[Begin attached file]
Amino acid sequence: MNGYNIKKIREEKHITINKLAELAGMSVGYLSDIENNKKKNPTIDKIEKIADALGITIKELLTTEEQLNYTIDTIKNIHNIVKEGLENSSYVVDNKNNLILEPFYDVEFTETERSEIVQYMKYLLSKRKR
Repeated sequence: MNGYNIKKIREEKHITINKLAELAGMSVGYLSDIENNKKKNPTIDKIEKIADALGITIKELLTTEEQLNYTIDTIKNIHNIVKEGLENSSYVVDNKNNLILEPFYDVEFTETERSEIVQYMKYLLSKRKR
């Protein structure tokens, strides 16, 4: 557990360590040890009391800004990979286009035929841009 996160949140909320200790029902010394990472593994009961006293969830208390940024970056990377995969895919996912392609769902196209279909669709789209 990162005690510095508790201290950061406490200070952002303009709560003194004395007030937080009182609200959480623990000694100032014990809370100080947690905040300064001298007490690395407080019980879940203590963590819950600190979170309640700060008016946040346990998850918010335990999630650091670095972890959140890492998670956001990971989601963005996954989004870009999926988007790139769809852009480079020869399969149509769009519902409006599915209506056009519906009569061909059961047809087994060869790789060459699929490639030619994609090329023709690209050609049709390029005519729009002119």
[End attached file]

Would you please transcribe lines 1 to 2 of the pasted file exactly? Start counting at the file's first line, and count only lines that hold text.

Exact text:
Amino acid sequence: MNGYNIKKIREEKHITINKLAELAGMSVGYLSDIENNKKKNPTIDKIEKIADALGITIKELLTTEEQLNYTIDTIKNIHNIVKEGLENSSYVVDNKNNLILEPFYDVEFTETERSEIVQYMKYLLSKRKR
Repeated sequence: MNGYNIKKIREEKHITINKLAELAGMSVGYLSDIENNKKKNPTIDKIEKIADALGITIKELLTTEEQLNYTIDTIKNIHNIVKEGLENSSYVVDNKNNLILEPFYDVEFTETERSEIVQYMKYLLSKRKR